In a media release last week, Deputy Prime Minister and Minister for Infrastructure, Transport and Regional Development, Michael McCormack, announced that a comprehensive review of the Heavy Vehicle National Law (HVNL) is under way to look at ways to “boost national road safety and productivity delivery”.
The review’s terms of reference, submitted by the National Transport Commission (NTC), were recently approved by the Transport and Infrastructure Council of Federal, State and Territory Ministers, Mr McCormack said.
He said that “The NTC’s terms of reference reflect the widely held view that the HVNL, in its current form, falls short of being truly national and is overly prescriptive and complicated”.
The HVNL currently applies in every Australian jurisdiction except Western Australia and the Northern Territory.
Mr McCormack said “It is now widely accepted that while the first iteration of the HVNL in 2012 was an improvement on the previous multi-jurisdictional situation, it now needs to be comprehensively overhauled”.
The Australian Trucking Association (ATA) welcomed the announcement. ATA Chair, Geoff Crouch, said “At 633 pages, the national truck law is more than three times the length of the Civil Aviation Act, which governs air travel, and more than four times the length of the Rail Safety National Law, which regulates train safety”.
“The national truck law needs to be looked at again from first principles, and the review announced today will deliver the back to basics approach that we so desperately need,” he said.
Members’ organisation for trucking business owners, NatRoad, also welcomed the review.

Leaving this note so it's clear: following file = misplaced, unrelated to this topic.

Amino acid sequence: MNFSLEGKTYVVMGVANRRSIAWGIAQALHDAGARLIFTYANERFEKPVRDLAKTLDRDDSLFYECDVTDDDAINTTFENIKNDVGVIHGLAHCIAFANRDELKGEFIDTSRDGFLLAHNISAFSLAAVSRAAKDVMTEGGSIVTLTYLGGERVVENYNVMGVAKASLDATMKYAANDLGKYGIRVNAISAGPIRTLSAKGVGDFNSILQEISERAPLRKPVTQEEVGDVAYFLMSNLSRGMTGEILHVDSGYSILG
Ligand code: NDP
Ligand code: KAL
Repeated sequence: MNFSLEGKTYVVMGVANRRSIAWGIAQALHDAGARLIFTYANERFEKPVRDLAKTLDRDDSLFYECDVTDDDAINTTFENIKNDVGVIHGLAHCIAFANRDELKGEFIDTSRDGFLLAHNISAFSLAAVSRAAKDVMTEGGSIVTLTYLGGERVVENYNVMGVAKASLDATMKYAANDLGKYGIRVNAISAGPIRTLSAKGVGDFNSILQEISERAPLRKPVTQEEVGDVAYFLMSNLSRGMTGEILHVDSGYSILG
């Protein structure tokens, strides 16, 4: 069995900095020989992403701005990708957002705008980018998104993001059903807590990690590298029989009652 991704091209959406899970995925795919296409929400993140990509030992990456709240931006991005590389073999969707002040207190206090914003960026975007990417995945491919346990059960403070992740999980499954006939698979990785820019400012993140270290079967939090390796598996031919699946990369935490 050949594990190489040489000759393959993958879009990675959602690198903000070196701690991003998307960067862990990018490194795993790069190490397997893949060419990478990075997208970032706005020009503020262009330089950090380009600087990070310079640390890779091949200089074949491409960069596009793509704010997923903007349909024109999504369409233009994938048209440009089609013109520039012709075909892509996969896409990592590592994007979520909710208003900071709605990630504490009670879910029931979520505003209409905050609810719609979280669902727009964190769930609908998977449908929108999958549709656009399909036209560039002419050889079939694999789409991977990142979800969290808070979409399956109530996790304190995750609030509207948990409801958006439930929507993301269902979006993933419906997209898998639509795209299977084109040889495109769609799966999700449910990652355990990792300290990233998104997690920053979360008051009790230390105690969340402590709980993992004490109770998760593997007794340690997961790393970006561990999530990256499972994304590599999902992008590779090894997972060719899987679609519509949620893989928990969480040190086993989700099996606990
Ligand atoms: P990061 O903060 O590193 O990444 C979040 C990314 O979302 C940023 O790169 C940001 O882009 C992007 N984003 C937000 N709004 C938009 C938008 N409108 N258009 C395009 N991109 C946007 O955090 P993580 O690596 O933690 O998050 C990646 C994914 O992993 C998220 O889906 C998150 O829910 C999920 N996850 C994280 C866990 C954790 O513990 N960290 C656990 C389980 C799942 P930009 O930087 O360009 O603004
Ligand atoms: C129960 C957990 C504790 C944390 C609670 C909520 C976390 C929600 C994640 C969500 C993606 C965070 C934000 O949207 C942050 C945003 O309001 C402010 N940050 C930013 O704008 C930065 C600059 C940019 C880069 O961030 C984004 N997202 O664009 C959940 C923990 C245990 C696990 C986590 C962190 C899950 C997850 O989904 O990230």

NatRoad’s CEO, Warren Clark, said “We must introduce a risk-based regulatory system. We must move away from the approach of mere compliance with specific rules. A newly framed HVNL should be about the management of risk. This is especially the case with the fatigue management provisions of the HVNL which contain a vast array of highly prescriptive elements, but for example, do not lead to the identification and control of impairment based on being fatigued.”
“The current law can lead to a perverse outcome of being compliant but not always safe,” he said.
Mr Clark said the law should be “more focused on safety” and “less concerned with revenue raising” and “simpler and more accessible to the thousands of operators who must comply”.
NatRoad will be running a number of forums throughout 2019 where members and non-members in the industry “can express their views about the way the new laws should be drafted”.
“[G]rassroots feedback is essential,” Mr Clark said.
“This is a once-in-a-lifetime opportunity to get the HVNL right. Operators’ voices must be heard and NatRoad will do everything in its power to ensure that they are listened to.”
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